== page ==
Cracked ground in an area which used to be underwater at the Jaguari dam, 5 September 2014. The dam is part of the Cantareira system, which faces the worst drought in São Paulo's history. Photo: Nelson Almeida / AFP / Getty Images

By Marianna Musset
15 September 2014

( – The ongoing drought crisis in São Paulo has reached a critical level that continues towards rock bottom. Brazil’s largest city, home to more than 9 million people, could run dry in the next 100 days according to Brazil’s Public Ministry.

The Cantareira reservoir which supplies 45% of the city’s metropolitan population has reached a record low of 10.7% capacity. Despite ongoing recommendations to implement water rationing to the city, the São Paulo state have failed to do so.

Instead, they have turned to financial incentives to promote reduced water consumption amongst its citizens and tapping supplies from other reservoirs. Customers who reduce their water use by 20% are offered a 30% reduction in their annual water bill. Sabesp, São Paulo’s water utility company, claims the measure has been as effective as water rationing would have been at reducing water use.

However, as water levels have continued to decrease Sabesp have resorted to pumping what is known as dead water from three out of five of the Cantareira reservoirs. Dead water refers to the water below the minimum water level that is not normally used.

Political motivations have been cited as the cause of the denial of the severity of the drought crisis as the looming October elections are just around the corner.

Deforestation and climate change impact the flying rivers of the Amazon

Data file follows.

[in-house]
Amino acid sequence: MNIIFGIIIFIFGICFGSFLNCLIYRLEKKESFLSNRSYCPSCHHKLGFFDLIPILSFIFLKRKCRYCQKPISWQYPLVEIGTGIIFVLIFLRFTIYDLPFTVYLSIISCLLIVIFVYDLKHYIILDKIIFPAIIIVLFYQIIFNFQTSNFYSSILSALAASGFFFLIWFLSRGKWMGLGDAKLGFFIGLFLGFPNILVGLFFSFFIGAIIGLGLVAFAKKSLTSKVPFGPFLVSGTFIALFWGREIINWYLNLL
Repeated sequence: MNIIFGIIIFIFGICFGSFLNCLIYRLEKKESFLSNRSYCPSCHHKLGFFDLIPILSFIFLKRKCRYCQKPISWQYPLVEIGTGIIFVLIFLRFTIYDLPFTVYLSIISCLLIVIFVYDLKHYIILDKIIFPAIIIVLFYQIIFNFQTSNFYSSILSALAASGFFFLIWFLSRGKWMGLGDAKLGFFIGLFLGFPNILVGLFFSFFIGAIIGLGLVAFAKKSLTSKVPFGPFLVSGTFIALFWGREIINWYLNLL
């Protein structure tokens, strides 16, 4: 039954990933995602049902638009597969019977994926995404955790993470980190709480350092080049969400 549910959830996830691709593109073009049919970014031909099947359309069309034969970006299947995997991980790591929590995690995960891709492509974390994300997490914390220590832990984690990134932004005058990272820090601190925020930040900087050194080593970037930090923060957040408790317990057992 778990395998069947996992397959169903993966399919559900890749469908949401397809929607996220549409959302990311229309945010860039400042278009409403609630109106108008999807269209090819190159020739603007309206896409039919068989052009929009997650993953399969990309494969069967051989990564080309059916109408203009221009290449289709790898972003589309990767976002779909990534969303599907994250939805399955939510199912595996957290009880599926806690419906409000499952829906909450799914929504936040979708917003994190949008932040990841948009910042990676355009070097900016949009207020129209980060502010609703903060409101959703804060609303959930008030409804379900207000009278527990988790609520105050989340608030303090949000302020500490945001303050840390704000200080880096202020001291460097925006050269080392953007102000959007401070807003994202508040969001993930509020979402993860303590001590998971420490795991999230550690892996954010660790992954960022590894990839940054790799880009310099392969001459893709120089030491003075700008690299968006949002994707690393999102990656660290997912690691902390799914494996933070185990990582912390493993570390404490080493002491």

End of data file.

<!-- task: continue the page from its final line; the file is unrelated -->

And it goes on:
Southeastern Brazil has suffered from its driest six months in 84 years.

Not only have temperatures been higher than usual but rains that usually travel southwards from the Amazon at this time of year have failed to arrive.

“The last rainy season was drier than the dry season,” Mauro Arce, São Paulo’s water resources secretary, told the Guardian.

The missing rains have been blamed on the loss of what is known as the “flying rivers”- the massive volumes of water vapour released from the Amazonian trees.

Brazilian scientists warn the absence of these flying rivers is not a quirk of nature but a symptom of continuing deforestation in the Amazon compounded by climate change.

The latest figures released by the Brazilian government show that Amazon deforestation has increased by 29%  in 2013, reversing gains made in the region since 2009. [more]

Brazil’s drought: Sao Paulo – 100 days till rockbottom

By Jonathan Watts in
5 September 2014

São Paulo (The Guardian) – From his front door to the banks of the Cantareira reservoir, José Christiano da Silva used to stroll only a hundred metres when he first moved to the area in 2009. Today, amid the worst drought in São Paulo's history, he must now trek a kilometre across the dried-up bed before he reaches what's left of the most important water supply for South America's biggest city.

"It's frightening to look at," says the retiree, standing on cracked mud. "In the past, we'd already be under water here." After the driest six months since records began 84 years ago, the volume of the Cantareira system has fallen to 10.7% of its capacity, raising alarms for the nearby urban population of 20 million people and the most important economic hub on the continent.